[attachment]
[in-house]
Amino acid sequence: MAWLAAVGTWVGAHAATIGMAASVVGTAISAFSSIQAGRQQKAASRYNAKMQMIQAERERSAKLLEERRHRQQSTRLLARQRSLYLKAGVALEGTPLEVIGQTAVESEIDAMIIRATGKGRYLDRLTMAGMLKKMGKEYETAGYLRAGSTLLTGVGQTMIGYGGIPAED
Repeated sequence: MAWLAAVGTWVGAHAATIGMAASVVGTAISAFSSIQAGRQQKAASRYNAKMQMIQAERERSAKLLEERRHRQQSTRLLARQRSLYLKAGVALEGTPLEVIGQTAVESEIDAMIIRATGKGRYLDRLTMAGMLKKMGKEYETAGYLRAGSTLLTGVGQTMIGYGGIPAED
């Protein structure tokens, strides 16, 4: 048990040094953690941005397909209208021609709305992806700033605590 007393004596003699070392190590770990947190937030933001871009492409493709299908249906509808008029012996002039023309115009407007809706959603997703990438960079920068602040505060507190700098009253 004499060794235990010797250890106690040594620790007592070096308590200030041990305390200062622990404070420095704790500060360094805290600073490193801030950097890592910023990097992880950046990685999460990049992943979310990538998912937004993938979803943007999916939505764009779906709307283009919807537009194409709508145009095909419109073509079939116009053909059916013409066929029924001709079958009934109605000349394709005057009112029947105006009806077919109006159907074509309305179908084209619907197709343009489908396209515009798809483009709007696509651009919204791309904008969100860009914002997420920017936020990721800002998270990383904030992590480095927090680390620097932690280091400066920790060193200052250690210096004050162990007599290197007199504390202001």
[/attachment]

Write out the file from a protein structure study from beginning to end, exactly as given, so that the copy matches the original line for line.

[in-house]
Amino acid sequence: MAWLAAVGTWVGAHAATIGMAASVVGTAISAFSSIQAGRQQKAASRYNAKMQMIQAERERSAKLLEERRHRQQSTRLLARQRSLYLKAGVALEGTPLEVIGQTAVESEIDAMIIRATGKGRYLDRLTMAGMLKKMGKEYETAGYLRAGSTLLTGVGQTMIGYGGIPAED
Repeated sequence: MAWLAAVGTWVGAHAATIGMAASVVGTAISAFSSIQAGRQQKAASRYNAKMQMIQAERERSAKLLEERRHRQQSTRLLARQRSLYLKAGVALEGTPLEVIGQTAVESEIDAMIIRATGKGRYLDRLTMAGMLKKMGKEYETAGYLRAGSTLLTGVGQTMIGYGGIPAED
């Protein structure tokens, strides 16, 4: 048990040094953690941005397909209208021609709305992806700033605590 007393004596003699070392190590770990947190937030933001871009492409493709299908249906509808008029012996002039023309115009407007809706959603997703990438960079920068602040505060507190700098009253 004499060794235990010797250890106690040594620790007592070096308590200030041990305390200062622990404070420095704790500060360094805290600073490193801030950097890592910023990097992880950046990685999460990049992943979310990538998912937004993938979803943007999916939505764009779906709307283009919807537009194409709508145009095909419109073509079939116009053909059916013409066929029924001709079958009934109605000349394709005057009112029947105006009806077919109006159907074509309305179908084209619907197709343009489908396209515009798809483009709007696509651009919204791309904008969100860009914002997420920017936020990721800002998270990383904030992590480095927090680390620097932690280091400066920790060193200052250690210096004050162990007599290197007199504390202001």